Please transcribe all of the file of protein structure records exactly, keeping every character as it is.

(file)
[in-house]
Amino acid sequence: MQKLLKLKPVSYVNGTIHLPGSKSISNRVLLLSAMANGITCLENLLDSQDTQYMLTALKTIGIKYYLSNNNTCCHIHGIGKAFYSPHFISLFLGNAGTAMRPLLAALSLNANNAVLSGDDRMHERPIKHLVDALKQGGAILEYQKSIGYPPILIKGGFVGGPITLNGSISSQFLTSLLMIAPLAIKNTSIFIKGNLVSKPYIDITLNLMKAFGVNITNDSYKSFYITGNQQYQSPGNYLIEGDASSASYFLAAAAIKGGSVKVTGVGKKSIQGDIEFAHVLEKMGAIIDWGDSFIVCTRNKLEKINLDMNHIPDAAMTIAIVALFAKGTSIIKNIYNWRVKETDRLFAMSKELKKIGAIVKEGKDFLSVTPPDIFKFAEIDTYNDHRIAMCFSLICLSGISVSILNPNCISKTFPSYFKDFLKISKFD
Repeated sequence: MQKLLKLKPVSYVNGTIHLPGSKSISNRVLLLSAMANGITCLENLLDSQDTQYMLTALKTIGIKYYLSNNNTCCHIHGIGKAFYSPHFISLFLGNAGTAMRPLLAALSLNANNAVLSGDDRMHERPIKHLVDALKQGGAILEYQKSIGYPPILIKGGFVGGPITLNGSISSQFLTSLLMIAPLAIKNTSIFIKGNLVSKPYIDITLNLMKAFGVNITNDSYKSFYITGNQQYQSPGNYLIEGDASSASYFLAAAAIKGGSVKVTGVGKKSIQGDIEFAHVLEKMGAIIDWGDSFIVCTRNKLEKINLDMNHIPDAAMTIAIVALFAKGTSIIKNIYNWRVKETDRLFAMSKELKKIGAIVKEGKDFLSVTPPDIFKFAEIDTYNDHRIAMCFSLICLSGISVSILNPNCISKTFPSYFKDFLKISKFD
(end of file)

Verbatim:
[in-house]
Amino acid sequence: MQKLLKLKPVSYVNGTIHLPGSKSISNRVLLLSAMANGITCLENLLDSQDTQYMLTALKTIGIKYYLSNNNTCCHIHGIGKAFYSPHFISLFLGNAGTAMRPLLAALSLNANNAVLSGDDRMHERPIKHLVDALKQGGAILEYQKSIGYPPILIKGGFVGGPITLNGSISSQFLTSLLMIAPLAIKNTSIFIKGNLVSKPYIDITLNLMKAFGVNITNDSYKSFYITGNQQYQSPGNYLIEGDASSASYFLAAAAIKGGSVKVTGVGKKSIQGDIEFAHVLEKMGAIIDWGDSFIVCTRNKLEKINLDMNHIPDAAMTIAIVALFAKGTSIIKNIYNWRVKETDRLFAMSKELKKIGAIVKEGKDFLSVTPPDIFKFAEIDTYNDHRIAMCFSLICLSGISVSILNPNCISKTFPSYFKDFLKISKFD
Repeated sequence: MQKLLKLKPVSYVNGTIHLPGSKSISNRVLLLSAMANGITCLENLLDSQDTQYMLTALKTIGIKYYLSNNNTCCHIHGIGKAFYSPHFISLFLGNAGTAMRPLLAALSLNANNAVLSGDDRMHERPIKHLVDALKQGGAILEYQKSIGYPPILIKGGFVGGPITLNGSISSQFLTSLLMIAPLAIKNTSIFIKGNLVSKPYIDITLNLMKAFGVNITNDSYKSFYITGNQQYQSPGNYLIEGDASSASYFLAAAAIKGGSVKVTGVGKKSIQGDIEFAHVLEKMGAIIDWGDSFIVCTRNKLEKINLDMNHIPDAAMTIAIVALFAKGTSIIKNIYNWRVKETDRLFAMSKELKKIGAIVKEGKDFLSVTPPDIFKFAEIDTYNDHRIAMCFSLICLSGISVSILNPNCISKTFPSYFKDFLKISKFD